Tuesday, March 24, 2015

The Invisible Workforce

Shefali Tripathi Mehta, March 15, 2015, DHNS

A friend related how at a government-run health clinic where he was required to take shots before travelling abroad, he was exposed to untold risks at the hands of health workers who went to the extent of breaking open the injection vial with a scooter key lying about.

We can get angry, fight, complain, but why is it that these things never change? Why is it that the lady cleaning the corridors leaves patches of the floor unswept and dirt in corners? Why is it that the nurse is callous while doing a dressing? Why is the clerk in a government office unwilling to settle a small issue sending one into a spiral of red tape? 

They seem indifferent and difficult. But what about us who only notice them when they slip or are ‘absent’ from work? If the garbage collectors go off work for a day, we cannot breathe as rubbish piles up at street corners; in many metros, as in Bangalore, lives come to a standstill if the water tanker suppliers’ wilful demands are not met; in homes, we cannot seem to function without the help of maids, drivers and istriwalas. 

Yet, we look down upon their work; resist their assertion of rights, forming of unions, even a group to protect their rights; grudge them time-offs; expect them to wear our old clothes and shoes; buy off at half price our outdated appliances; and feel let down when they decide to move on in order to improve their station in life.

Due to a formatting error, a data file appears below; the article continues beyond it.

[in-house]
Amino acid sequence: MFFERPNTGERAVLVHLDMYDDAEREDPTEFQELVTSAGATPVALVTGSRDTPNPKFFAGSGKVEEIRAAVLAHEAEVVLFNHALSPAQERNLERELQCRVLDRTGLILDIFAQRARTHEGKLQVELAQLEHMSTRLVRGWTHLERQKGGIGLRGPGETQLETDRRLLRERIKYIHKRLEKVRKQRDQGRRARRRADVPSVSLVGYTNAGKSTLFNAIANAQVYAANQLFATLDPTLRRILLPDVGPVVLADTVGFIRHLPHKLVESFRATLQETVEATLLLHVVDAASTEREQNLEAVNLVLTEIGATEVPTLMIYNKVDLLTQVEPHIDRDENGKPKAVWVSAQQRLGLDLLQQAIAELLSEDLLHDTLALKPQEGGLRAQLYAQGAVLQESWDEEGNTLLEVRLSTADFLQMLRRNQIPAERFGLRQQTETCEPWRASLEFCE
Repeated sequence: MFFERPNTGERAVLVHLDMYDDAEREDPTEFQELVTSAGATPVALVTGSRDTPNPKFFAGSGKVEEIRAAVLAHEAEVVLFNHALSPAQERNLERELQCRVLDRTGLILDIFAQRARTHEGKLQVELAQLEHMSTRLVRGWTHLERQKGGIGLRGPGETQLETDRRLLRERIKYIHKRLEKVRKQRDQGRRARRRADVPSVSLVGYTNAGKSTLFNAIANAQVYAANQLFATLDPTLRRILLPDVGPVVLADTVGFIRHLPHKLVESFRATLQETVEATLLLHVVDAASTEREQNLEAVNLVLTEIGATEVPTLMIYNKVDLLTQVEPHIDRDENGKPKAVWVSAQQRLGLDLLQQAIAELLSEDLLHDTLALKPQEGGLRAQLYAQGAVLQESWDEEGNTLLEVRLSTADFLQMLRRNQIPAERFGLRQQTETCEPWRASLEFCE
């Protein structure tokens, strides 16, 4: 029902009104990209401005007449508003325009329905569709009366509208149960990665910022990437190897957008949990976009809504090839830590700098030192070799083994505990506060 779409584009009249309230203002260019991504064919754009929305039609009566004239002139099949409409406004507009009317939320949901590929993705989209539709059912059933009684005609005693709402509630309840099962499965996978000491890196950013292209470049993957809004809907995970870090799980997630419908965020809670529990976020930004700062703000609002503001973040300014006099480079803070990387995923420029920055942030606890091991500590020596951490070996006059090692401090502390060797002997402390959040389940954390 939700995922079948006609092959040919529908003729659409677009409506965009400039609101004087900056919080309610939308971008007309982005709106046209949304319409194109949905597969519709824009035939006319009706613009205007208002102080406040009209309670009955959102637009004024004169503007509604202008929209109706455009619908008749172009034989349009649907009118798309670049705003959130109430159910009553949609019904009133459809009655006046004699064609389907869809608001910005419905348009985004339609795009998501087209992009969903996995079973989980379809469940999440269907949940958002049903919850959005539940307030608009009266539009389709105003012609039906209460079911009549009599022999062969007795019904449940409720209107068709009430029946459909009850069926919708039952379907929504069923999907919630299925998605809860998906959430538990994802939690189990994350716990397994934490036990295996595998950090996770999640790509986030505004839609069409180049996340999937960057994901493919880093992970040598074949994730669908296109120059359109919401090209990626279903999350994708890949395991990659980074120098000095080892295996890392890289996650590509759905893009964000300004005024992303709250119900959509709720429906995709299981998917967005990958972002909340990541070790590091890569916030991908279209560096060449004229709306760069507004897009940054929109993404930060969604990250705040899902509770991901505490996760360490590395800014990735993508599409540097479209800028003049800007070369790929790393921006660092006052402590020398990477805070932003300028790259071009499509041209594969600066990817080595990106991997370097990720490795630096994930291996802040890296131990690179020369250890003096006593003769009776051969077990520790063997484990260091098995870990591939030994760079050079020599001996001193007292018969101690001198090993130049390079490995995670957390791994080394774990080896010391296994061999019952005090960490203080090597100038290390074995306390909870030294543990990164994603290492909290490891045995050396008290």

We would like not to engage with them and yet want them to function with machine-like precision so our lives may run smoothly. They are the invisible people who we treat with apathy and often, much disdain, but whose services we cannot live without.

We may posture as liberal and unbiased, but we remain at core a classist society and whatever we may say to counter it, in our minds we still hold people in their ‘correct’ social places so that the jigsaw of our public life does not appear jumbled. So, when a street kid enters the world’s largest fast food chain, we don’t know what to do. 

The doorman, unsure of which side of the plate glass doors that he holds open, he himself belongs, scampers to save his job, and does what he thinks best to keep the area ‘sanitised’ for the privileged. Wasn’t that his job in the first place? The unspoken responsibility his duty demands? Why else do we have doormen if not to keep ‘certain’ people out? Isn’t that what ‘right to admission reserved’ really implies?